What difference, if any, do the motor claims and accident repair experiences of policyholders make to the renewal rate? This fairly simple question is usually met with blank stares. The information is either not available or is perhaps considered irrelevant by those charged with merely managing claims or keeping costs down.
Yet in these days of customer relationship management, critical mass and brand differentiation, one would have thought that the renewal rate of accident victims was of paramount concern. Given a tremendous chance to demonstrate the superior service levels offered and a genuine concern for customer needs, there appears to be little idea of the affect on the policyholder. Each contact between insurer and insured is defined in marketing speak as a “moment of truth”, yet one of the most traumatic events in a policyholder's life is largely ignored as a defining opportunity.
The reason for this is hinted at above. Claims and engineering departments do not have a brief to aid customer retention. Neither do the accident repair centres that undertake much of the work of managing the customer through the repair process. Call centres are charged merely with gathering relevant information within strict time limits on the length of conversations. Standard correspondence is often written by those steeped in insurance terminology and, as often as not, designed solely to protect the potential liability of the insurance company.
Remuneration for repair centres, engineering inspections, estimating and imaging systems, outsourcing to accident management companies, have grown up as vast empires for cost control, an essential aim, but not the complete picture.
Meanwhile, at the sharp end of the customer service supply chain and the prime deliverer of the moments of truth so beloved of marketing people, is the accident repair centre. Here, large sites will turnover £4m per year, but most fall into the £2m to £3m category. So, relatively small and ill-prepared businesses are required to assume the mantle of insurance company responsibility. Clearly, they are experts at repairing vehicles and the “repair quality” debate of years ago is, by and large, no longer an issue. But nowadays it is their levels of service, communication and responsiveness that will be the major determinant of policyholder attitudes and, possibly, renewal rates.
A market that is losing hundreds of millions of pounds per year is prepared to leave approximately 20% of its motor policyholders to the tender mercies of relatively small and inexperienced service providers who are lacking the equipment or capital to invest in staff and modern systems. They also lack incentives to improve, as I have never yet seen a remuneration system that offers any form of bonus for superior levels of service or renewal rate.
The repair industry is not equivalent to McDonalds. The belief by some insurance company personnel that they can create consistency of delivery across the country merely by the production of yet another service contract, is sadly misguided. Indeed, it is fortunate for insurers that in some respects such consistency is not available. Successive industry surveys demonstrate that the supposed core skill of repair cost estimating is poorly executed. Up to 80% of estimates are reckoned to be incorrect and under priced to the benefit of the insurance company.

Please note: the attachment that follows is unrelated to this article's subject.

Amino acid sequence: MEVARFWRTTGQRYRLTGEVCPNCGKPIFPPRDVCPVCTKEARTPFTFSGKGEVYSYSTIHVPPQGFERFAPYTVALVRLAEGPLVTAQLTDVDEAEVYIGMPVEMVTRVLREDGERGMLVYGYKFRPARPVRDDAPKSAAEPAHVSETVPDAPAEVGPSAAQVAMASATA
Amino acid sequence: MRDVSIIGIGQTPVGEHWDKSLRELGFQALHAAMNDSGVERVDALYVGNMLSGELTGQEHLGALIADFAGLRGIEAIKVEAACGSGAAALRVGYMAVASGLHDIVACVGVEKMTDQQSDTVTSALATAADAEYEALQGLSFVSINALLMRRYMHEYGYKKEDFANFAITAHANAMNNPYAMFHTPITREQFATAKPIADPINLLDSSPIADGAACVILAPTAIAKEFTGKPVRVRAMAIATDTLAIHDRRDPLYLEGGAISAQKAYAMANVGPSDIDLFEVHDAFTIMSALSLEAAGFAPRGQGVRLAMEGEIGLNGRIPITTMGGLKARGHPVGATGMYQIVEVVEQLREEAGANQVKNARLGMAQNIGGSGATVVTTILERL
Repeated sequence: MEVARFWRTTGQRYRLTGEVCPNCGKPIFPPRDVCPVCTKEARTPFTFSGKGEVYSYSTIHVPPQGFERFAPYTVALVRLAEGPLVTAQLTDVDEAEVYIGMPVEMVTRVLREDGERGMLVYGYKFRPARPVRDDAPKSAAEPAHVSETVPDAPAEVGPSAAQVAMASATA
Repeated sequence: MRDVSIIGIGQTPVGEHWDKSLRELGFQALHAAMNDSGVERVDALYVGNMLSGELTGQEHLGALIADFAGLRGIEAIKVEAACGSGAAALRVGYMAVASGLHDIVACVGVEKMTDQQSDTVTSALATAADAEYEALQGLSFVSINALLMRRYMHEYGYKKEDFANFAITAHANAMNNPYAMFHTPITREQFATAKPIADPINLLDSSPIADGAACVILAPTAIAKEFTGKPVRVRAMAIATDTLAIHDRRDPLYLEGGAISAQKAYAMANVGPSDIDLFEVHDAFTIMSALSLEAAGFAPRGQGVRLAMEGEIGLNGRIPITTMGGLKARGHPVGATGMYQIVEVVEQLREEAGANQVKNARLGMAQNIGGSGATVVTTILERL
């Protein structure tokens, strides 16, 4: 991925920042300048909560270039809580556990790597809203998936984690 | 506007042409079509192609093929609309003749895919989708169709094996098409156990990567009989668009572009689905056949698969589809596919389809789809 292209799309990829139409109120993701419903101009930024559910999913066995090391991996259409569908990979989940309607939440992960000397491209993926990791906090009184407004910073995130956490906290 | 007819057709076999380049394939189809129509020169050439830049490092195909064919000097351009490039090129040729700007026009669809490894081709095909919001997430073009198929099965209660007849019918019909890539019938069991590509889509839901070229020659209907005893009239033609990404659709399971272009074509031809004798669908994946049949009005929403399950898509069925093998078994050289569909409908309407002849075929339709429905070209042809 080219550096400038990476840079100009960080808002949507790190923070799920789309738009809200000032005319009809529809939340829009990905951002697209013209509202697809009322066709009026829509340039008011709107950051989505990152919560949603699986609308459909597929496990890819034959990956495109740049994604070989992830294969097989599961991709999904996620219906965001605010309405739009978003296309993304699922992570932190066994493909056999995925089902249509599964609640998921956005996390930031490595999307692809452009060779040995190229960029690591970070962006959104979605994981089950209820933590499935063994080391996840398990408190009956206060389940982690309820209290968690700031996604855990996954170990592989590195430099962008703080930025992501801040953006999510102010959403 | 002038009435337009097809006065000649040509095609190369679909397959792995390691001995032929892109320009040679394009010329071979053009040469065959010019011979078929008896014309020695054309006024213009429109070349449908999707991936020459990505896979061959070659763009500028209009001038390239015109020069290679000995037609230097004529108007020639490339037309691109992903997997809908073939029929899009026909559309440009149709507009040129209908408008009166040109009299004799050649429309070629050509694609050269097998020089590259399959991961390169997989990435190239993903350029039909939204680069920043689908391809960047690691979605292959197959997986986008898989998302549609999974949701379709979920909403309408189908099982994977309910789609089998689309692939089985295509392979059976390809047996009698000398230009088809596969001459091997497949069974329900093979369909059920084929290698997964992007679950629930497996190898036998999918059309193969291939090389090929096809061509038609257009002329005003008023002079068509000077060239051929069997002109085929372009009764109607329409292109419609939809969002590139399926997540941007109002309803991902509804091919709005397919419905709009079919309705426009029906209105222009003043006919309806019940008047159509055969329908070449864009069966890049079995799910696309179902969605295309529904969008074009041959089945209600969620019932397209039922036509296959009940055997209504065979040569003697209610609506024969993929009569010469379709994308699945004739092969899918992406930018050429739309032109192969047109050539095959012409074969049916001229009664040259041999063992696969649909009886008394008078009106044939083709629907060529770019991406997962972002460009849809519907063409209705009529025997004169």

What hope then for customer service? There are several possible answers to the customer relationship dilemma. The first lies within the insurers themselves and a lesson is to be learned here from the now discredited “re-engineering” management ethos of the early 1990s.
The most significant concept to be introduced then was the functional silo. That is where departmental responsibility assumed paramount importance over the ultimate aims of the corporation, where marketing would never work with claims because of their apparently disparate roles. Where engineering sees its role solely as one of cost control instead of policyholder management. Where call centre staff have never seen the inside of a repair centre, let alone understand how the repair process impacts on customer retention.
Working as a unified whole does not deny the need to deliver superior service. So the next issue is exactly who should be providing this service? Modern technology brings solutions. To track the progress of a repair and to have this posted to a website is not difficult. For claims staff to access this information is equally easy and at this point the responsibility for customer communication can revert back to the insurance company or a highly skilled outsourced service. The moments of truth become the responsibility of insurance company staff – where they belong.
Such radical solutions may not be appropriate, in the short term. In which case it cannot be beyond the wit of man to devise new training and remuneration solutions to be provided by insurers to their approved repair centres. The start of the vaunted “partnership” approach?
It is also appropriate to re-visit the whole panoply of extra services repair centres are required to provide – such as free collection and delivery, courtesy cars and valeting. If insurers, and accident management companies on their behalf, are to control and develop the customer relationship, then the logistics of extra service provision should also remain within their control. For example, electronic ordering of a courtesy car from an external provider is simplicity itself and would relive the logistical burden from hard-pressed repairers.
So, “joined up” claims management will undoubtedly aid the retention process. New technology provides in-house service solutions not previously available. Repairers can be left to provide the true quality of accident damage restoration that they are very good at. And policyholders are more satisfied. A virtuous circle indeed.